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growing mushrooms on hay from my yard  RSS feed

 
Denise Lehtinen
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Location: Tampa, Florida zone 9A
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I often hear of people using straw to grow mushrooms on, but I have yet to hear of hay being used. Is there a reason that it is not an acceptable growth media?

Now that I cut my grass with my scythe, all I need to do to get hay from my yard is to put it some where to dry out. So, it is readily available.

Thanks from Tampa, Florida.
 
John Elliott
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Short answer: hay contains protein and straw doesn't. Hay is cut while the plant is in an active growth phase, i.e., producing a lot of protein, and this is maintained by drying it. Straw is what is left over after the plant goes to seed and shuts itself down at the end of its life cycle. By this time, all the protein and fat has been put into the seed and there is very little nutrition in the stalks and leaves and stems that are left.

How this relates to growing mushrooms is that fungi don't require a whole lot of nitrogen in their substrate. Give them 1% protein in their media (or nitrogen of any kind, like urea) and they are happy. Plants cut at the right time and dried into hay can contain upwards of 10% protein. It would be a waste of protein to just use it as mushroom growth media when you could be feeding it to livestock first and then using the livestock manure as mushroom media.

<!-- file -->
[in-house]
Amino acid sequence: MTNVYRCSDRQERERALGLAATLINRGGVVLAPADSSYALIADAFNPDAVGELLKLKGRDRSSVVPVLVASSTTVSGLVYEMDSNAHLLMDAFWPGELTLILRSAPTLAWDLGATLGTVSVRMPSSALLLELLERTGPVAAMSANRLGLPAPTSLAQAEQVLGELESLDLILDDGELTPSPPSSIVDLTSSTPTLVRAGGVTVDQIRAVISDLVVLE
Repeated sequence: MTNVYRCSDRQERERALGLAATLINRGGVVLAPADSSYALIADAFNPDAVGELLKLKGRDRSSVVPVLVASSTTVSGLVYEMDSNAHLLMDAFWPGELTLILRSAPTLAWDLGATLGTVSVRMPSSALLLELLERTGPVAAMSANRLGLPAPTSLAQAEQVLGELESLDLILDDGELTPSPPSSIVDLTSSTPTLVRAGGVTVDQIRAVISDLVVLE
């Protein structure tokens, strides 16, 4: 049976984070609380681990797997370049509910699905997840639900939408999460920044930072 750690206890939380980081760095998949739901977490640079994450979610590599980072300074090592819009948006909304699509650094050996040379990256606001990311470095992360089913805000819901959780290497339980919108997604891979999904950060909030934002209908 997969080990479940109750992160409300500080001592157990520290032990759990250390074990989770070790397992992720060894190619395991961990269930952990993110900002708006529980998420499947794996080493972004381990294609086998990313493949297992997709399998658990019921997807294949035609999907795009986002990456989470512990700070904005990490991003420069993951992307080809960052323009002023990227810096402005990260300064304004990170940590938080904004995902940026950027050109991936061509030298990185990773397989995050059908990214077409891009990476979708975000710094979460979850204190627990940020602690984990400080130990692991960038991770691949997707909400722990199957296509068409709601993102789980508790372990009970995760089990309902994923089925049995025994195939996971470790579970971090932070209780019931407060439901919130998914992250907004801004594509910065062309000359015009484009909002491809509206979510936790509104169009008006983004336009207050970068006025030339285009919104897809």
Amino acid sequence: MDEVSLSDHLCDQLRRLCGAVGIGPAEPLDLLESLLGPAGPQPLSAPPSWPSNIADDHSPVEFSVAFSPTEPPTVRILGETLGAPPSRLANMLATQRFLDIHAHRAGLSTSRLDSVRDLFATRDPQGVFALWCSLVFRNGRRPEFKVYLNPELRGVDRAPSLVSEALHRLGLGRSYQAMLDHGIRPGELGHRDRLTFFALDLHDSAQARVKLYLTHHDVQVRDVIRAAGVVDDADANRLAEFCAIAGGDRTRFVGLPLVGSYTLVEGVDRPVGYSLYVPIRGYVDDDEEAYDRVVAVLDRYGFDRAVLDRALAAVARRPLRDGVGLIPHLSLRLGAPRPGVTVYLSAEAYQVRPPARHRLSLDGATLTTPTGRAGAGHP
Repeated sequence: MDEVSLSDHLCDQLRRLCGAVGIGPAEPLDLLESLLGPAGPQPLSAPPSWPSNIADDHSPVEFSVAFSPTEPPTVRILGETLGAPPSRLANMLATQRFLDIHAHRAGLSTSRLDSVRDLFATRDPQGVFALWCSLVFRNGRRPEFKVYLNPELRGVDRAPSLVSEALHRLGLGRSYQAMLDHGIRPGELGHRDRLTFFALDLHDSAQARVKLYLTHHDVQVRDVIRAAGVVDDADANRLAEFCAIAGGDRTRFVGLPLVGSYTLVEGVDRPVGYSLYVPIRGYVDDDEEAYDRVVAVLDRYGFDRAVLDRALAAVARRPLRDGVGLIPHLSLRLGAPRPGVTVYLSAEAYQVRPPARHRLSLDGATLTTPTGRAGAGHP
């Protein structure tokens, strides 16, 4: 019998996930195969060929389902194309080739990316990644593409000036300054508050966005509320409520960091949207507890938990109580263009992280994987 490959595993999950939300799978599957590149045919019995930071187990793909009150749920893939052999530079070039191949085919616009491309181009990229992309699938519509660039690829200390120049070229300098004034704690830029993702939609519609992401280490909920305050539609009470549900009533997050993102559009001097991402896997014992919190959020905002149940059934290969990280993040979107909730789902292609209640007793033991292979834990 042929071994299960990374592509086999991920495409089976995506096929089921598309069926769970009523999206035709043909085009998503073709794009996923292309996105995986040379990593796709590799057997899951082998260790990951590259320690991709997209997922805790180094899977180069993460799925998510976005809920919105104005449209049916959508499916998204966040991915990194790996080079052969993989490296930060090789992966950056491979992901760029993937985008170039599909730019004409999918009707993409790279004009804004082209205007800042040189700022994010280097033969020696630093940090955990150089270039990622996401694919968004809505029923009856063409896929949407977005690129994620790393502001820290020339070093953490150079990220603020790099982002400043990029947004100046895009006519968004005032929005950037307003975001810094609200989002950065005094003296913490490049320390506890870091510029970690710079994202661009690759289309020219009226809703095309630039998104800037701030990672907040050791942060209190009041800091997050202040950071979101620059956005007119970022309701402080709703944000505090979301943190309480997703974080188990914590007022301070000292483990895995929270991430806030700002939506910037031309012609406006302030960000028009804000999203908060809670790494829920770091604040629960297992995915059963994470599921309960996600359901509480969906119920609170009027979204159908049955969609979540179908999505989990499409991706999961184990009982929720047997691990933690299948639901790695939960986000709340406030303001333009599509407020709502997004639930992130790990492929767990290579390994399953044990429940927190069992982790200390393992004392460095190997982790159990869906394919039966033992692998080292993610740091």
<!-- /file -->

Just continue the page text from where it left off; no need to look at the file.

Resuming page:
dan long
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John Elliott wrote:Short answer: hay contains protein and straw doesn't. Hay is cut while the plant is in an active growth phase, i.e., producing a lot of protein, and this is maintained by drying it. Straw is what is left over after the plant goes to seed and shuts itself down at the end of its life cycle. By this time, all the protein and fat has been put into the seed and there is very little nutrition in the stalks and leaves and stems that are left.

How this relates to growing mushrooms is that fungi don't require a whole lot of nitrogen in their substrate. Give them 1% protein in their media (or nitrogen of any kind, like urea) and they are happy. Plants cut at the right time and dried into hay can contain upwards of 10% protein. It would be a waste of protein to just use it as mushroom growth media when you could be feeding it to livestock first and then using the livestock manure as mushroom media.


Correct me if i'm wrong, but doesn't the nutrient contents in hay also make it more susceptible to bacterial and mold contamination? I thought that one of the "selective substrate" (Stamets) properties of straw was that the cellulose is usable by saprophytes but not by bacteria or mold. I read on shroomery.org that coffee grounds are less forgiving than sawdust in sterile culture for this reason.

Aside from that, hay is usually more expensive than straw.
 
John Elliott
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dan long wrote:
Correct me if i'm wrong, but doesn't the nutrient contents in hay also make it more susceptible to bacterial and mold contamination? I thought that one of the "selective substrate" (Stamets) properties of straw was that the cellulose is usable by saprophytes but not by bacteria or mold. I read on shroomery.org that coffee grounds are less forgiving than sawdust in sterile culture for this reason.

Aside from that, hay is usually more expensive than straw.


If you get hay wet, then yes, there is lots of nutrition there to support bacteria and mold. That's why you have to be careful to get the hay all the way dry and keep it that way to be able to feed it to animals.

Straw is almost as devoid of nutrients as a roll of paper towels, and yet it is possible to get a roll of paper towel to give a flush of oyster mushrooms.
 
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